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Posted: March 1, 2010
STMicroelectronics Delivers 90nm STM32 MCU with Unique Flash Accelerator for Extra Performance Boost
(Nanowerk News) STMicroelectronics, a world leader in microcontrollers, has announced two significant advances that further improve the performance and power consumption of its successful STM32 family: availability of production devices featuring embedded Flash at 90nm process technology; and the industry's first Adaptive Real-Time (ART) memory accelerator optimized for the STM32's industry-standard ARM® Cortex™-M3 processor.
The first production STM32 microcontrollers leveraging ST's 90nm embedded Flash technology, which is already proven in smart card and automotive ICs, deliver faster operation, increased peripheral integration, lower power consumption, and increased on-chip memory densities. ST announced it was sampling these devices in 2009.
The proprietary ART memory accelerator balances the inherent performance advantage of the ARM Cortex-M3 over Flash memory technologies, which normally requires the processor to wait for the Flash at higher operating frequencies. The CPU can now operate up to 120MHz without waiting, thereby increasing overall system speed and efficiency.
To release the processor's full 150 DMIPS performance at this frequency the accelerator implements an instruction pre-fetch queue and branch cache, enabling program execution from Flash at up to 120MHz with zero wait states. Competing Cortex-M3 MCUs can now only outperform the STM32 by operating at frequencies above 120MHz, which will increase power consumption and heat dissipation.
With this performance now available, developers can host extra elements of a system on the microcontroller, saving the need to use a more expensive microcontroller or a companion DSP. An example is in multimedia applications, where customers will be able to implement an audio codec, video processing functions, data encryption, digital filtering, and a multi-protocol gateway, with sufficient remaining resources to manage other tasks.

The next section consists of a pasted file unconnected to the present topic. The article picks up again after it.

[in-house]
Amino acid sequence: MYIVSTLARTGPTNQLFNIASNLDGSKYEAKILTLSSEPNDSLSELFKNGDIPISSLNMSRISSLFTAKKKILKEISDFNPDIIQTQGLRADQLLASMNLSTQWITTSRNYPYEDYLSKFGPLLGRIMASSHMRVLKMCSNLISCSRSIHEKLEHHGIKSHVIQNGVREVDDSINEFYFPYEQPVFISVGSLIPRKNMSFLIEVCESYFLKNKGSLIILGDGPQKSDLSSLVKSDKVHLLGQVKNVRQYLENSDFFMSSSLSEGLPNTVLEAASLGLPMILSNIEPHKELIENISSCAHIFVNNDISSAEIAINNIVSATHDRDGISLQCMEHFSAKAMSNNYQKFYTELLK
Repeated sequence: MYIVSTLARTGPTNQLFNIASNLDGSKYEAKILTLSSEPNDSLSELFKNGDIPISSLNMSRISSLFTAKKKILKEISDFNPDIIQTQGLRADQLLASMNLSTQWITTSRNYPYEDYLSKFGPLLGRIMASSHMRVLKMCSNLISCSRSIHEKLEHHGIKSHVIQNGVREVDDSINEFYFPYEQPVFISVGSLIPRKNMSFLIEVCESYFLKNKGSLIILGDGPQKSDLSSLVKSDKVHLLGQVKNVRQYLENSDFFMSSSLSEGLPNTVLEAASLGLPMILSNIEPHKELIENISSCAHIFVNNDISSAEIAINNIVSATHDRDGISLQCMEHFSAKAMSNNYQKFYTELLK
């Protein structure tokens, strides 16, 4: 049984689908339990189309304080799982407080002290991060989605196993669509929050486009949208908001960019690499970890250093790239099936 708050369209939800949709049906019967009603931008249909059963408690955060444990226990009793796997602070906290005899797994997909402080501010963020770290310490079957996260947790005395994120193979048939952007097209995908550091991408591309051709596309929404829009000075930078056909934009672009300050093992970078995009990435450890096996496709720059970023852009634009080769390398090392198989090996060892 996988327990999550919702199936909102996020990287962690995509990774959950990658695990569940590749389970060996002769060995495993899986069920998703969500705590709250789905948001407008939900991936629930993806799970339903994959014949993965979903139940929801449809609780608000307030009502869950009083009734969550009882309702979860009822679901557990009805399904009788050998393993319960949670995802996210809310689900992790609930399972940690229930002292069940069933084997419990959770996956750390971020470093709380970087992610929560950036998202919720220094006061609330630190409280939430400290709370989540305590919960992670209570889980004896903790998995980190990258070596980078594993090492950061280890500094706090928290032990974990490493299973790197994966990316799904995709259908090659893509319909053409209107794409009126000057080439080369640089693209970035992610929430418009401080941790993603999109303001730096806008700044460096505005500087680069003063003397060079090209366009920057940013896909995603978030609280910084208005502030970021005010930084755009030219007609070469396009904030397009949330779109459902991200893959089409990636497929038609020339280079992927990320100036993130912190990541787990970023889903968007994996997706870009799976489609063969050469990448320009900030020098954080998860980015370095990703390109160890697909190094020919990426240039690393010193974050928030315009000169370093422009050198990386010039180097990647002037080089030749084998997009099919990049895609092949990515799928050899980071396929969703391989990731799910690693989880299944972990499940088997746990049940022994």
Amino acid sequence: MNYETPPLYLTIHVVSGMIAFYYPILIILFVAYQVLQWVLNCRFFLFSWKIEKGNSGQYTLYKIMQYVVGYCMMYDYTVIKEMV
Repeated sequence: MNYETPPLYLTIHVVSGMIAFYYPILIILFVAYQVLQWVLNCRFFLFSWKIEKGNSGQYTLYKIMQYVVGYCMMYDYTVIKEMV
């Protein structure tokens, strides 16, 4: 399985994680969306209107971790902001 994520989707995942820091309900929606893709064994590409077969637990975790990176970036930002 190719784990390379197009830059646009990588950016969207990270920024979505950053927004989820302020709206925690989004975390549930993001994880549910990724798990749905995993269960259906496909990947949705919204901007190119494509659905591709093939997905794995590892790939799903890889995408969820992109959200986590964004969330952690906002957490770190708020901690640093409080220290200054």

The latest STM32 variants benefiting from the 90nm process and the ART memory accelerator have been verified according to CoreMark™ tests created by the Embedded Microprocessor Benchmark Consortium. CoreMark results verify the STM32 executes 8% faster than Cortex-M competitors at 100MHz clock speed. The performance advantage is greater still at 120MHz. CoreMark analysis also confirms dynamic power consumption of only 188mA/MHz (98mA/CoreMark). This is equivalent to drawing 22.5mA at 120MHz (executing from Flash memory, with ART accelerator enabled and all peripherals off).
The new 90nm devices featuring the ART memory accelerator are sampling at lead customers. Product details will be announced later this year.
About the STM32 family
The enhancements announced today extend the advantages of the industry's most extensive Cortex-M3 microcontroller portfolio, which now includes over 110 devices. All STM32 family members are pin-to-pin and software compatible, and share from a common pool of peripherals to facilitate design scalability and efficient, platform-based product development.
Available STM32 product lines now include the STM32 Value Line, STM32 Access Line, and STM32 Performance Line. Additional enhancements include the STM32 Access USB Line featuring additional connectivity and the STM32 Connectivity Line supporting USB OTG, Ethernet and dual CAN interfaces. On-chip Flash densities range from 16Kbytes to 1Mbyte, SRAM densities from 4KBytes to 96KBytes, and surface-mount package styles from 36-pin QFN to 144-pin LQFP or BGA packages. High-performance on-chip peripherals span interface, conversion, timing, and supervisory features including watchdog and reset functions.
STMicroelectronics is a global leader serving customers across the spectrum of electronics applications with innovative semiconductor solutions. ST aims to be the undisputed leader in multimedia convergence and power applications leveraging its vast array of technologies, design expertise and combination of intellectual property portfolio, strategic partnerships and manufacturing strength. In 2009, the Company's net revenues were $8.51 billion.